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person, or Messiah, for the recovery of the world; yet not revealed to all men, nor yet proved with the strongest possible evidence to those to whom it is revealed; but made known only to such part of mankind, and with such particular evidence, as God thought fit.
The design of the following Treatise will be to show, that in this Dispensation, the parts which are principally objected to (including its scheme, its publication, and the proof given of its truth), are analogous to the known constitution and course of nature, or Providence. That the chief objections against the former, may as justly be urged against the latter, where they will be found inconclusive;—and that this argument from analogy is generally unanswerable, and always of weight on the side of religion. We will begin with the foundation of all our hopes and fears, -a Future Life.
BOOK I.-CHAPTER I.
OF A FUTURE LIFE.
ARGUMENT.-The Analogy of Nature proves that there is nothing improbable in the belief of a future state of existence; it even furnishes a strong presumption in favour of it, leading us to infer that we shall not be destroyed by death, but shall continue to exist in life and perception after that event. It shows,from a consideration of the surprising changes that take place in the animal world, and even from the different circumstances and condition of our own life and constitution at different periods, from the womb to mature age, that a Future Life, (as different from the present, as the state wherein we are, is from those we have passed through) is highly probable, even on natural grounds, independently of what revealed religion teaches us respecting it.
THE Analogy of Nature, and the several changes we have undergone, and those we may undergo, without
being destroyed, make it probable that we may survive the change produced by death, and exist in a future state of life and perception.
I. Man's birth in helpless and imperfect infancy, contrasted with his state of maturity, makes it evident that the same individual can exist, with capacities of action, enjoyment, and suffering at one period, greatly differing from those of another.
This general law of nature in our own species, holds good in other creatures; the change of worms into flies, the bursting of birds and insects from the shell, and indeed all the transformations of animals, are instances of it.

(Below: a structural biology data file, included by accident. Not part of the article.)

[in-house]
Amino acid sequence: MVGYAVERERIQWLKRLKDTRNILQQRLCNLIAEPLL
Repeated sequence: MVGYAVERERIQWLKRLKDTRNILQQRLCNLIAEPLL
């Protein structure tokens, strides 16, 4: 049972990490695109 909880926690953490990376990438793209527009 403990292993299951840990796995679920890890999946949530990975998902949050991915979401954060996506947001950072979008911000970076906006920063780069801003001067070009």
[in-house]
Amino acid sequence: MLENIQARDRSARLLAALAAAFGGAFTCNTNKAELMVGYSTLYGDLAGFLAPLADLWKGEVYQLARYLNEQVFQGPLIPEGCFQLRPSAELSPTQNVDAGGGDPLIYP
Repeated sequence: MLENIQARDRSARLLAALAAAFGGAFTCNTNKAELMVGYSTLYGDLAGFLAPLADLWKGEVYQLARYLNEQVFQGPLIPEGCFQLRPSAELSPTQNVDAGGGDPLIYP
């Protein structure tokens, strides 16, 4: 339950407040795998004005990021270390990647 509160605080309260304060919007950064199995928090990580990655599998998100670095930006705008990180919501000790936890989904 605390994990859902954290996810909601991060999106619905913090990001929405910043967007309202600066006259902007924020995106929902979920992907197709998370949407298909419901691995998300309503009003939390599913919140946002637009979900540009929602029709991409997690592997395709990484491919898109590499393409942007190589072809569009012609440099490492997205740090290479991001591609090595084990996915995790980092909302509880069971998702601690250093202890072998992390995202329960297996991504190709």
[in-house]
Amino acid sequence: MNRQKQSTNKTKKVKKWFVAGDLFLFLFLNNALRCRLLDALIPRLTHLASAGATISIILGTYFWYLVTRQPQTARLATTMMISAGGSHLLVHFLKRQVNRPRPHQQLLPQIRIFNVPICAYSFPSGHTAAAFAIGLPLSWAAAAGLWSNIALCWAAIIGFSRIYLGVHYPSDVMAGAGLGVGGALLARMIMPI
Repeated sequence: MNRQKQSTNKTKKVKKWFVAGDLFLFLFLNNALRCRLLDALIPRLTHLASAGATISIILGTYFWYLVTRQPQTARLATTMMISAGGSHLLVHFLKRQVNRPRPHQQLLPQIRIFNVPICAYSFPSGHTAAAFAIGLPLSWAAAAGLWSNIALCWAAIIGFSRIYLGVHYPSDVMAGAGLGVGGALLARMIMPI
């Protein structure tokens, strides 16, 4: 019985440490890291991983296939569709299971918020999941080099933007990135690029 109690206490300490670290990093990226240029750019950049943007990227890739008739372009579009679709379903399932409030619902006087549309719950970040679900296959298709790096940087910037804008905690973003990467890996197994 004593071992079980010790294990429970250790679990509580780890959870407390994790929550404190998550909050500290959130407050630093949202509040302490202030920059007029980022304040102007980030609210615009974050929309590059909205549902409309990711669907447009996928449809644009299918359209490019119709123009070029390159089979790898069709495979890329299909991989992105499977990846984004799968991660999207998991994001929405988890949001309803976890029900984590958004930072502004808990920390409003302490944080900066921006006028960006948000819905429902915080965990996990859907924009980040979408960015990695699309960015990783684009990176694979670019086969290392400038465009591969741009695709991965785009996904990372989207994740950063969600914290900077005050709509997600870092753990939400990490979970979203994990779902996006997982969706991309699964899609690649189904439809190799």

Man's existence in the womb, and in infancy, contrasted with that of his mature age, is as different as any two states can possibly be imagined to be.
Hence, a future state, of existence, as different (probably) from our present one, as our maturity is from our infant or embryo state, is only according to the analogy of Nature.
II. We know we are endued with capacities of action and passion; for we can act, and can feel pleasure or pain. The possession of these capacities before death, affords a presumption, and even a probability that we shall retain them after death; unless it can be shown that death will destroy them: because, as a general rule, there is a probability that every thing will
continue as we experience it, in all respects, except those in which we have some reason to think it will be altered. This indeed is the kind of probability implied in the word continuance, which induces us to believe that the course of the world will continue to-morrow as it has done to-day; or that any one substance now existing will continue to exist a moment longer,-the Self-Existent Substance only excepted.
If therefore death does not destroy our faculties of perception and action, no other power can be imagined likely to do so, just at the instant of each creature's death; and hence would arise a probability of our living powers continuing after death, if death does not destroy them. Now there does not appear any reasonable ground of apprehension that this will be the case-if there be, it must arise either from the reason of the thing, or from the analogy of nature.
But we cannot argue this from the reason of the thing, because we know not what death is in itself, but only some of its effects, as the dissolution of skin, bones, &c.—which in nowise imply the destruction of a living agent. Besides, we are wholly ignorant upon what the exercise of our living powers depends; as we are also upon what the powers themselves depend. A sleep or swoon shows not only that these powers exist, when not exercised, but also that they exist when there is no present capacity of exercising them. Hence the
powers may exist, though the capacity of exercising them, or the actual exercise of them, be suspended.
As our living powers therefore may depend upon something entirely unconnected with death, no probability arises from the reason of the thing, that death will destroy them.
Neither does the analogy of nature afford this probability. We cannot indeed trace what becomes of animals, when death removes them from our view, and thus destroys the sensible proof we had of their ing living powers; but we have not the slightest presumption that these powers are destroyed thereby. Indeed, the possession of them, up to the very moment we are capable of tracing them, creates a probability that they may still retain them: and this is corroborated by the changes we have experienced in ourselves-changes so great, that our existence in another state will be but analogous to what we have already undergone.
From various causes, however, we are possessed with early and lasting prejudices, that death will be our destruction, and it may be well to show how unfounded these prejudices are.
I. If death be the destruction of living beings, it can only be, on the supposition of their being compounded, and thus discerptible.